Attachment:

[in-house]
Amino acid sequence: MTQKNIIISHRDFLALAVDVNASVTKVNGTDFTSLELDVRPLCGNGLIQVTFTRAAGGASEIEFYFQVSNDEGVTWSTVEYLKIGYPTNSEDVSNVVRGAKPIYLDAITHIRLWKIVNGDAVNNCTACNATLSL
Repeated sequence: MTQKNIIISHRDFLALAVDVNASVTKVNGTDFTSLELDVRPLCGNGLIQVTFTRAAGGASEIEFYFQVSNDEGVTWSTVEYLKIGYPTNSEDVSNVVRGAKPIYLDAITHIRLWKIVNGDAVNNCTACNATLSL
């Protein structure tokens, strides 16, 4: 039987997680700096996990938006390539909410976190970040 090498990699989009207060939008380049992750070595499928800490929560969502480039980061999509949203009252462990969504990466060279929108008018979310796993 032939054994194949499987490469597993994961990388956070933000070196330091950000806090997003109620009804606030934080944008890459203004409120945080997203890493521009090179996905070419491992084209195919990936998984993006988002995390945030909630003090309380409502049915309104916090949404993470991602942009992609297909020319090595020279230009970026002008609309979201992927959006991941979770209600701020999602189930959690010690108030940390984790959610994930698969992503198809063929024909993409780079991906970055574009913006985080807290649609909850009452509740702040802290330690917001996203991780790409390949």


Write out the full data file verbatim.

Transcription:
[in-house]
Amino acid sequence: MTQKNIIISHRDFLALAVDVNASVTKVNGTDFTSLELDVRPLCGNGLIQVTFTRAAGGASEIEFYFQVSNDEGVTWSTVEYLKIGYPTNSEDVSNVVRGAKPIYLDAITHIRLWKIVNGDAVNNCTACNATLSL
Repeated sequence: MTQKNIIISHRDFLALAVDVNASVTKVNGTDFTSLELDVRPLCGNGLIQVTFTRAAGGASEIEFYFQVSNDEGVTWSTVEYLKIGYPTNSEDVSNVVRGAKPIYLDAITHIRLWKIVNGDAVNNCTACNATLSL
């Protein structure tokens, strides 16, 4: 039987997680700096996990938006390539909410976190970040 090498990699989009207060939008380049992750070595499928800490929560969502480039980061999509949203009252462990969504990466060279929108008018979310796993 032939054994194949499987490469597993994961990388956070933000070196330091950000806090997003109620009804606030934080944008890459203004409120945080997203890493521009090179996905070419491992084209195919990936998984993006988002995390945030909630003090309380409502049915309104916090949404993470991602942009992609297909020319090595020279230009970026002008609309979201992927959006991941979770209600701020999602189930959690010690108030940390984790959610994930698969992503198809063929024909993409780079991906970055574009913006985080807290649609909850009452509740702040802290330690917001996203991780790409390949």